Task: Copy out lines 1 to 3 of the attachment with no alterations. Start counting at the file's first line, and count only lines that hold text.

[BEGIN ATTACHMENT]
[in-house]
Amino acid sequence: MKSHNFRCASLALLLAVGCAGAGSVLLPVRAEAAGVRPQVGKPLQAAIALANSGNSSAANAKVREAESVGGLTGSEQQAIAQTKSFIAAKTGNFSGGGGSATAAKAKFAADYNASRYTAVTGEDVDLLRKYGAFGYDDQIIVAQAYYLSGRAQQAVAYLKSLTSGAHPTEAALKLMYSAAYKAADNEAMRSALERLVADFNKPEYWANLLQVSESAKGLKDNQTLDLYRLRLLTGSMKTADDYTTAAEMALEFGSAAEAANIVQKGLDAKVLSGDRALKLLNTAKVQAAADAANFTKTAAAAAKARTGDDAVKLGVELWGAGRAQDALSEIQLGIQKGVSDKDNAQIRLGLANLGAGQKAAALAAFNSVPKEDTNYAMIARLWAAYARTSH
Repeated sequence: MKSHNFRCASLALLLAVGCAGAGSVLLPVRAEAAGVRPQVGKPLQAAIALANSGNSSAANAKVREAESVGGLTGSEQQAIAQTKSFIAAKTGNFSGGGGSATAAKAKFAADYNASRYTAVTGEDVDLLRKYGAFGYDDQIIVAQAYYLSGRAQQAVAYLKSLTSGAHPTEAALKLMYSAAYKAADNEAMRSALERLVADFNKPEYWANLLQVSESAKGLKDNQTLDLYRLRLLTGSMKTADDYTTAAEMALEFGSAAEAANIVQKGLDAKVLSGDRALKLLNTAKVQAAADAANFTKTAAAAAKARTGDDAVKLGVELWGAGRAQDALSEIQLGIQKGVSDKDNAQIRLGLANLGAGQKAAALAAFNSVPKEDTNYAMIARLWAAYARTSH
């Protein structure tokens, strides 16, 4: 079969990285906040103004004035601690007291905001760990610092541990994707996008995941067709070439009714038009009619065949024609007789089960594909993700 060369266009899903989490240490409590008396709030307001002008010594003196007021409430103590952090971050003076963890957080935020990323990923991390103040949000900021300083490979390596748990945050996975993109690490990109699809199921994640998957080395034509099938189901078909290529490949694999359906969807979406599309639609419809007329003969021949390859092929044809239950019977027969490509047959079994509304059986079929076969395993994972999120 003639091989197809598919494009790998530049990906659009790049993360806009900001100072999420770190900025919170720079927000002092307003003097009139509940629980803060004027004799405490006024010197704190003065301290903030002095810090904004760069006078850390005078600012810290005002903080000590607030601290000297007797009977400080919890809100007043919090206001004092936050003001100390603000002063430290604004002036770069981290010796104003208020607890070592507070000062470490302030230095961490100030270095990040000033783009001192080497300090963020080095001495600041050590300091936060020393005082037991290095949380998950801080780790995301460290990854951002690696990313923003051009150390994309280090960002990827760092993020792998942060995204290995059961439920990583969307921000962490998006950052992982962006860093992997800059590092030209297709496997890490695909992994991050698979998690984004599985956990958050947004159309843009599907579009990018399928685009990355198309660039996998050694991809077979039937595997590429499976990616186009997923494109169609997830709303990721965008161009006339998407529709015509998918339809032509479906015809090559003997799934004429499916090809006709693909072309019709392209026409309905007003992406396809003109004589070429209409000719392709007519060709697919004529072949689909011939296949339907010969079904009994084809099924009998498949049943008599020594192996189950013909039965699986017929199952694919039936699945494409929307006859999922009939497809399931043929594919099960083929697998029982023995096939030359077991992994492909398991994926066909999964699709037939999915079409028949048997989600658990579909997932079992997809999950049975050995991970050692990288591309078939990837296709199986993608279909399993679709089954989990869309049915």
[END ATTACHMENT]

[in-house]
Amino acid sequence: MKSHNFRCASLALLLAVGCAGAGSVLLPVRAEAAGVRPQVGKPLQAAIALANSGNSSAANAKVREAESVGGLTGSEQQAIAQTKSFIAAKTGNFSGGGGSATAAKAKFAADYNASRYTAVTGEDVDLLRKYGAFGYDDQIIVAQAYYLSGRAQQAVAYLKSLTSGAHPTEAALKLMYSAAYKAADNEAMRSALERLVADFNKPEYWANLLQVSESAKGLKDNQTLDLYRLRLLTGSMKTADDYTTAAEMALEFGSAAEAANIVQKGLDAKVLSGDRALKLLNTAKVQAAADAANFTKTAAAAAKARTGDDAVKLGVELWGAGRAQDALSEIQLGIQKGVSDKDNAQIRLGLANLGAGQKAAALAAFNSVPKEDTNYAMIARLWAAYARTSH
Repeated sequence: MKSHNFRCASLALLLAVGCAGAGSVLLPVRAEAAGVRPQVGKPLQAAIALANSGNSSAANAKVREAESVGGLTGSEQQAIAQTKSFIAAKTGNFSGGGGSATAAKAKFAADYNASRYTAVTGEDVDLLRKYGAFGYDDQIIVAQAYYLSGRAQQAVAYLKSLTSGAHPTEAALKLMYSAAYKAADNEAMRSALERLVADFNKPEYWANLLQVSESAKGLKDNQTLDLYRLRLLTGSMKTADDYTTAAEMALEFGSAAEAANIVQKGLDAKVLSGDRALKLLNTAKVQAAADAANFTKTAAAAAKARTGDDAVKLGVELWGAGRAQDALSEIQLGIQKGVSDKDNAQIRLGLANLGAGQKAAALAAFNSVPKEDTNYAMIARLWAAYARTSH